In today’s difficult economic retail climate failures are daily news, and retailers and brands face a myriad of struggles just to survive. To maintain margins and competitiveness plus ensure survival, retailers rely on strategies like sourcing direct from suppliers and increasing their sourcing and private/exclusive label programs.
Retail supply chains today are incredibly complex, with multiple steps, processes and milestones involved from the concept or planning stage to the point of product delivery and sale to the customer. In order for new competitive strategies to work, retailers need to ensure that their supply chains are fully optimized with built in visibility, collaboration and efficiency. As the number of products sourced increases, numerous functional areas in different countries need to collaborate and plan to respond to change effectively.
If communication and collaboration is ineffective, bottlenecks occur, production and delivery dates are missed, margins are squeezed and the bottom line takes a hit.
Production delays are often a result of not being able to automatically connect information from different processes quickly and accurately. Information required through the product lifecycle comes from different sources including spreadsheets and third party systems and there is often no automatic way to overlay this information into one clear view.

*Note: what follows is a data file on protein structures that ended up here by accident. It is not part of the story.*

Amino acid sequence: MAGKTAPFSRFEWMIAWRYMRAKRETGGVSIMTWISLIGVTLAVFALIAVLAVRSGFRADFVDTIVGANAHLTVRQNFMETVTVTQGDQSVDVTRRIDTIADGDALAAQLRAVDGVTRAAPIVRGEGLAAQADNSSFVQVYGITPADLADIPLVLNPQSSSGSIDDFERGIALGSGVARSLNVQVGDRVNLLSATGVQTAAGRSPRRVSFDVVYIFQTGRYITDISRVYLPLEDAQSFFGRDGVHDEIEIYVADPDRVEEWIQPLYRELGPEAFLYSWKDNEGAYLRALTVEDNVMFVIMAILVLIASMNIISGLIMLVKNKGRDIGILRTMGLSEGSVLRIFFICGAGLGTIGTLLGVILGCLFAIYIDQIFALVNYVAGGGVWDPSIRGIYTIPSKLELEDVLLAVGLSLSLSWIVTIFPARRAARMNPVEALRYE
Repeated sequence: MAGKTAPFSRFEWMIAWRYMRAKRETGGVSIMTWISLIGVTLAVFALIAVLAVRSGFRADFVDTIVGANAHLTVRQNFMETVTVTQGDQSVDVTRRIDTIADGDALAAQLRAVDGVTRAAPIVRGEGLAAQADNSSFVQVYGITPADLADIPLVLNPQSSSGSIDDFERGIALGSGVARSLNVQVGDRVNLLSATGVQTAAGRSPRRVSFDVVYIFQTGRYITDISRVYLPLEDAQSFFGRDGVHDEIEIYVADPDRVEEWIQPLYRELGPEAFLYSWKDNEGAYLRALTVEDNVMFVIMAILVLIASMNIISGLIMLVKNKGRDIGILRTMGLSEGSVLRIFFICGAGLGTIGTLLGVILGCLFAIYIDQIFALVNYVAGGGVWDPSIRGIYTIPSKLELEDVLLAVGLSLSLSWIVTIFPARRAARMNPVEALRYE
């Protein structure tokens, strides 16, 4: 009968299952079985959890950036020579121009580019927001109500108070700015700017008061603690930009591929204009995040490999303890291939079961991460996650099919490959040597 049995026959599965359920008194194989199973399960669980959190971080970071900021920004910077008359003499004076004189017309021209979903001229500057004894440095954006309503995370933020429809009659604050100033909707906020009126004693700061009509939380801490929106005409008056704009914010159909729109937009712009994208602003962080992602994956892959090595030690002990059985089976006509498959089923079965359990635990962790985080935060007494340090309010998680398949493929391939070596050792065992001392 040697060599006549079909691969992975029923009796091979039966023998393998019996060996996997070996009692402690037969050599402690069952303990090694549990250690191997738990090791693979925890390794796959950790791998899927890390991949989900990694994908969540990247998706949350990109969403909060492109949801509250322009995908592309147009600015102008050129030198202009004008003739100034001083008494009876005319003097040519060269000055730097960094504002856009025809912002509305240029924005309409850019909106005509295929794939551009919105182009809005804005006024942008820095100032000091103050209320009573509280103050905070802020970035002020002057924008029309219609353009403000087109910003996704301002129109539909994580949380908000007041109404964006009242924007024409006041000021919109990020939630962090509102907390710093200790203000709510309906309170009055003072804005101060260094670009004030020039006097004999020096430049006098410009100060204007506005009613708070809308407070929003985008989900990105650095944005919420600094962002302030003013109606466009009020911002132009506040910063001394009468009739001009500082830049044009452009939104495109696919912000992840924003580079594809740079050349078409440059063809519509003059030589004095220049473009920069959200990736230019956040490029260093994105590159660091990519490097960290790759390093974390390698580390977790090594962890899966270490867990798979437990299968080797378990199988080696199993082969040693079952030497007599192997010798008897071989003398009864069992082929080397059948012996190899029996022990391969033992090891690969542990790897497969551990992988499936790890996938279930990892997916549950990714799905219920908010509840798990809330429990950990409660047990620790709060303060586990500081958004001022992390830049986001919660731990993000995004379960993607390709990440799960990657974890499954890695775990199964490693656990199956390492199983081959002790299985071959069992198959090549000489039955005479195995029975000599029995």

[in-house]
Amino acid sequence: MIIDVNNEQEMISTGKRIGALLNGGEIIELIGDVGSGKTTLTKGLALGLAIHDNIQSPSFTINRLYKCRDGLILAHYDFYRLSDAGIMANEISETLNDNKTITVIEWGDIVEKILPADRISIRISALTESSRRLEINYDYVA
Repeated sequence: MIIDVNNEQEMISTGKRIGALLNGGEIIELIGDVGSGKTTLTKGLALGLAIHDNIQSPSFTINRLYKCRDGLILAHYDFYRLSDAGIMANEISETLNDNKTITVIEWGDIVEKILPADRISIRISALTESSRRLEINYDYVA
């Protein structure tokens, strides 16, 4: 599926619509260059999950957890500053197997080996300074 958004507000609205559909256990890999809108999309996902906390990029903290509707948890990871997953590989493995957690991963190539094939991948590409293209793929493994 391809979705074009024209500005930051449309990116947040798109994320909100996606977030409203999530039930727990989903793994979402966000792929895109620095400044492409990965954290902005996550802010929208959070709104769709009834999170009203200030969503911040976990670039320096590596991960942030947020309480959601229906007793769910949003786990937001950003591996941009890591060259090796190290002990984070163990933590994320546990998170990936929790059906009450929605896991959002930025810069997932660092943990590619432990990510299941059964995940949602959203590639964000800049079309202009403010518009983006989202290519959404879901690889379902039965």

Major pains of retail supply chains
Retailers face quite similar issues with timing product delivery through their supply chain. These issues are mostly related to operational efficiency and the ability to respond to retail market trends.
- Demanding market
Whereas in the past retailers could get away with only a few assortments per season, today they might rotate stock every few weeks. Consumers are increasingly demanding and trends change fast, so staying competitive means finding ways to quickly match demand. In most cases, consumers want a mix of variety, fashion and quality along with a socially responsible product at a cost-effective price. Successful global apparel retailers like Zara and H&M understand this and are able to respond to these demands effectively through short product lifecycles and a strong sense of consumer demand.
- Murky vision
As supply chains grow in complexity with increased product volumes, processes and links in the chain, information visibility becomes critical. Unfortunately, it also becomes more complicated as multiple versions of documents like cost sheets, design samples and supplier scorecards are created in different formats. Problems occur when information is not centralized or there are inadequate ways to share information. The result of such information gaps is a lack of awareness into potential supply chain problems and an inability to provide early warnings and synchronize real time responsiveness.